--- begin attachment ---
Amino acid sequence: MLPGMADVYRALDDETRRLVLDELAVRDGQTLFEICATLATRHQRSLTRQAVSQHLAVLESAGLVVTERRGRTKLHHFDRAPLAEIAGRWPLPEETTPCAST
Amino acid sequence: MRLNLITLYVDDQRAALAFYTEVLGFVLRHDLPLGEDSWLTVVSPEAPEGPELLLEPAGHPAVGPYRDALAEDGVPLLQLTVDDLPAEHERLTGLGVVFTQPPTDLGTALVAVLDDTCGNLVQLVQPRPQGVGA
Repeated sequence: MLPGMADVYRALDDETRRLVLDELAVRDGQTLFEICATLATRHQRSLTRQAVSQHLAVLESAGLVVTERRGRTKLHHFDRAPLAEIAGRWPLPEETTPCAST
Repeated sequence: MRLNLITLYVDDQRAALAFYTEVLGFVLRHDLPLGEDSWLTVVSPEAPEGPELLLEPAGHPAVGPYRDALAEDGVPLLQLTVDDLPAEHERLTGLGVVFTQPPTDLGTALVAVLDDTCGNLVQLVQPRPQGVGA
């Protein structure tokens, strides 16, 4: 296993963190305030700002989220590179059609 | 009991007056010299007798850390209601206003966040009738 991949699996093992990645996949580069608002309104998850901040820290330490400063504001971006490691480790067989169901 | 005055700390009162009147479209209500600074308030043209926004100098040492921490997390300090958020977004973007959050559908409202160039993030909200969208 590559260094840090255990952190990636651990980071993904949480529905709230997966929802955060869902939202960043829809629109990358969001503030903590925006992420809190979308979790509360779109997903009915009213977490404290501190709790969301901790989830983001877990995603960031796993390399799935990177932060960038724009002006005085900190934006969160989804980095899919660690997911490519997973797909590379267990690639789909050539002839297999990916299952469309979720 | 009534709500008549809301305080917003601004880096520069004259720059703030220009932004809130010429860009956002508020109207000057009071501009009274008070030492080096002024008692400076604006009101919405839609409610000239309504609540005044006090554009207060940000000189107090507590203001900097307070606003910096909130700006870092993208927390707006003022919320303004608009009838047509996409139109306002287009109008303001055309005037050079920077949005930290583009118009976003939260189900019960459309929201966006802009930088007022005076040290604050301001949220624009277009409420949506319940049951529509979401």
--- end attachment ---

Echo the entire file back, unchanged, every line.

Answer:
Amino acid sequence: MLPGMADVYRALDDETRRLVLDELAVRDGQTLFEICATLATRHQRSLTRQAVSQHLAVLESAGLVVTERRGRTKLHHFDRAPLAEIAGRWPLPEETTPCAST
Amino acid sequence: MRLNLITLYVDDQRAALAFYTEVLGFVLRHDLPLGEDSWLTVVSPEAPEGPELLLEPAGHPAVGPYRDALAEDGVPLLQLTVDDLPAEHERLTGLGVVFTQPPTDLGTALVAVLDDTCGNLVQLVQPRPQGVGA
Repeated sequence: MLPGMADVYRALDDETRRLVLDELAVRDGQTLFEICATLATRHQRSLTRQAVSQHLAVLESAGLVVTERRGRTKLHHFDRAPLAEIAGRWPLPEETTPCAST
Repeated sequence: MRLNLITLYVDDQRAALAFYTEVLGFVLRHDLPLGEDSWLTVVSPEAPEGPELLLEPAGHPAVGPYRDALAEDGVPLLQLTVDDLPAEHERLTGLGVVFTQPPTDLGTALVAVLDDTCGNLVQLVQPRPQGVGA
């Protein structure tokens, strides 16, 4: 296993963190305030700002989220590179059609 | 009991007056010299007798850390209601206003966040009738 991949699996093992990645996949580069608002309104998850901040820290330490400063504001971006490691480790067989169901 | 005055700390009162009147479209209500600074308030043209926004100098040492921490997390300090958020977004973007959050559908409202160039993030909200969208 590559260094840090255990952190990636651990980071993904949480529905709230997966929802955060869902939202960043829809629109990358969001503030903590925006992420809190979308979790509360779109997903009915009213977490404290501190709790969301901790989830983001877990995603960031796993390399799935990177932060960038724009002006005085900190934006969160989804980095899919660690997911490519997973797909590379267990690639789909050539002839297999990916299952469309979720 | 009534709500008549809301305080917003601004880096520069004259720059703030220009932004809130010429860009956002508020109207000057009071501009009274008070030492080096002024008692400076604006009101919405839609409610000239309504609540005044006090554009207060940000000189107090507590203001900097307070606003910096909130700006870092993208927390707006003022919320303004608009009838047509996409139109306002287009109008303001055309005037050079920077949005930290583009118009976003939260189900019960459309929201966006802009930088007022005076040290604050301001949220624009277009409420949506319940049951529509979401």